“I think it’s a big distraction,” Gonzales said. “And I worry that it will continue to be a big distraction as long as a certain individual makes statements that it was stolen.”

There is nothing to suggest that Trump, who will speak at the convention on Sunday, is letting go — or that the party’s rank- and-file is prepared to pivot away from his claims that the election was stolen from him, despite more than 60 losses in election lawsuits

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challenging the presidential election.

It hasn’t always been this way in the Republican Party. Last year, CPAC’s theme was “America vs. socialism.” The year before that, there were no fewer than three panels focusing on the challenges posed by a rising China. This year, CPAC did not go off without an airing of the party’s greatest hits: trade, China, immigration and abortion. And there were shoutouts for Milton Friedman and Ayn Rand. But the fallout from November was the main fixture — in the Republicans’ frustration at de-platforming and the seven-part exploration of “protecting elections.”

In part, the party’s lack of a more forward-looking posture is a function of its sudden dearth of power in Washington. The GOP is settling in as an opposition party — with conservatives constituting what Sen. Ted Cruz of Texas described at CPAC as “the Rebel Alliance.” But there is little room for innovative, policy-focused conservative thought in a party so in thrall to one leader — a leader obsessed with the notion that he lost in a rigged election.

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Ken Khachigian, a former aide to Richard Nixon and chief speechwriter for Reagan, said the Republican Party today doesn’t have “a singular voice like they had with Reagan, for example, or Bill Buckley, the movement conservatives who could get up on a stage and move everyone the way Jack Kemp did back in the day.”

“There’s always hope,” Khachigian said, suggesting that “when you have nitwits like AOC [Rep. Alexandria Ocasio-Cortez] on the other side, it’s not hard to come up with somebody.”

But the backward-looking focus on November and its fallout, he said, is “shooting blanks.”

It may come at a cost. As the Republican Party prepares for the midterm elections and the next presidential primary, it’s doing so as a shell of itself, having lost the White House and both houses of Congress in the span of four years. The last time it carried the popular vote in a presidential election was 2004, and America’s shifting demographics are making it increasingly unlikely that it will do so in 2024 — regardless of attempts to raise barriers to voting.

“It is a party that has been fashioned in the mold of Trump — Trump’s message, Trump’s tactics — and it is perfectly comfortable being a party that is defined by what it’s against,” said Kevin Madden, a former Mitt Romney adviser.

The difficulty for the party, Madden said, is “you become almost toxic as a party brand to larger, growing parts of the electorate. … The limitation of a message and a platform that’s just about disagreeing with the opposition is that it doesn’t speak to the broader concerns or anxieties of a big part of the electorate.”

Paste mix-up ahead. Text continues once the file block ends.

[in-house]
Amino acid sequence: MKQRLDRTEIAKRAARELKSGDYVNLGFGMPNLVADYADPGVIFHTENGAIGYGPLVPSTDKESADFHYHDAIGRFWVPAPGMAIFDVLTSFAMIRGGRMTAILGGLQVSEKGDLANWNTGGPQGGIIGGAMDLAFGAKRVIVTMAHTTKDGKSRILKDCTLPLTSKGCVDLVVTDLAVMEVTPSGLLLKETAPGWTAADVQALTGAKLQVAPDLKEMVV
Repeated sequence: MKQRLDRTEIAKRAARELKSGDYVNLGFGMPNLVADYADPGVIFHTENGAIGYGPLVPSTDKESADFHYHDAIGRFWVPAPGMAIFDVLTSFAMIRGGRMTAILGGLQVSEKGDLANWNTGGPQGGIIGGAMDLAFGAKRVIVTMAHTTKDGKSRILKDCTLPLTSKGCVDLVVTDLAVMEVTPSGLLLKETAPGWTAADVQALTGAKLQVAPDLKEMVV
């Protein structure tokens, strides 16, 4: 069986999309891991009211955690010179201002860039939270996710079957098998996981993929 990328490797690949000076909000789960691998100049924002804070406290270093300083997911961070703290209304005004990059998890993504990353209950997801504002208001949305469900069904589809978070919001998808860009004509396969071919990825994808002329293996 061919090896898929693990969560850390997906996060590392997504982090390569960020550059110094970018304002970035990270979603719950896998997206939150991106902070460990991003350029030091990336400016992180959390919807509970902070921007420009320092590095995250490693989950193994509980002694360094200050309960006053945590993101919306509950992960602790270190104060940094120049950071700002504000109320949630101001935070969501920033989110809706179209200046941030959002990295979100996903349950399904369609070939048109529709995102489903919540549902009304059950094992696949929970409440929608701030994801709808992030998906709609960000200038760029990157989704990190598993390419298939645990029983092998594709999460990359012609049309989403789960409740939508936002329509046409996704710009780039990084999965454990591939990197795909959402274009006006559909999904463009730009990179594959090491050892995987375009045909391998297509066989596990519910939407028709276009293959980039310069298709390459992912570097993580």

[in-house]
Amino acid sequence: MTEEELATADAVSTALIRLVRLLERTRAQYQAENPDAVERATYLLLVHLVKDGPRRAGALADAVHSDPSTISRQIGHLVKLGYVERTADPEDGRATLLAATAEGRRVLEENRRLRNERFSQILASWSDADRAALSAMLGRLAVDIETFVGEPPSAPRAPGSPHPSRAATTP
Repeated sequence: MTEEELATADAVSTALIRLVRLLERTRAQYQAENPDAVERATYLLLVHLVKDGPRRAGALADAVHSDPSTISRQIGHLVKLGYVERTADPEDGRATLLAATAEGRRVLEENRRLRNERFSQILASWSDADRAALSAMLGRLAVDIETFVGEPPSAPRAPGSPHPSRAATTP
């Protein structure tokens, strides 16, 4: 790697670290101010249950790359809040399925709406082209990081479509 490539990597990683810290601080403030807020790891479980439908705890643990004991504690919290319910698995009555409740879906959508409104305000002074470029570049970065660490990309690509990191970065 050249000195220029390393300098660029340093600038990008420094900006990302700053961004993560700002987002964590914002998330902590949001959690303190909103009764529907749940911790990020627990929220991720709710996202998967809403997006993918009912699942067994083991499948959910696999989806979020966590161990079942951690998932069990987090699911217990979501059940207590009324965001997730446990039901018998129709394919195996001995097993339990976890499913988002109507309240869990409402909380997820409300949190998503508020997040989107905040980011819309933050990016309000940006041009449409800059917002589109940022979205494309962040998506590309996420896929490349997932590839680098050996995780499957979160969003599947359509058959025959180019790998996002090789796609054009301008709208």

It’s possible that the party’s fixation on election fraud and on the perceived silencing of those who tried to overturn the outcome will fade. Trump’s effort to contest the election postponed the traditional, post-election period of mourning for the losing party. And because a majority of Republicans still approve of Trump and believe the election wasn’t free or fair, there is a political imperative for the party to mollify them.

Sal Russo, a former Reagan aide and Tea Party Express co-founder, said that “sometimes you’ve got to give some deference to where your base wants to go. … Do I think the Republicans have to get over the election process issues? Yes, because you don’t win on ‘we’re going to tighten up absentee ballot eligibility.’ It doesn’t turn out to vote.”

“I think there’s a catharsis that has to happen,” he said, adding that “it’s probably a good thing that CPAC is spending a lot of time” on the subject.


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Trump Will Run Again In Part To Fleece The ‘Rubes,’ Predicts Anthony Scaramucci

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Donald Trump’s extremely short-term communications director and former friend Anthony Scaramucci speculated Saturday that Trump will run for president again in part to fleece the “rubes.”

“I think he’s going to run in 2024 because this is the most money that he’s ever made,” Scaramucci told Alex Witt on MSNBC.

“Just imagine making $300 million off of these rubes that he’s conning after the election with his big lie” that the vote was rigged, Scaramucci added. “So he’ll run again in 2024.”

Trump pulled in at least $255 million in political donations ostensibly to battle the results of the presidential vote in the eight weeks following the 2020 election, according to the latest federal filings.

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Will Trump “go to the finish line? Maybe not,” Scaramucci said. “There are 10 or 12 Republicans that see themselves as a future president. They’re going to try to find ways to undermine him … So I don’t know if he gets to the finish line. But why would he not run and raise money off the rubes that he’s raising money from” now?
(HuffPost)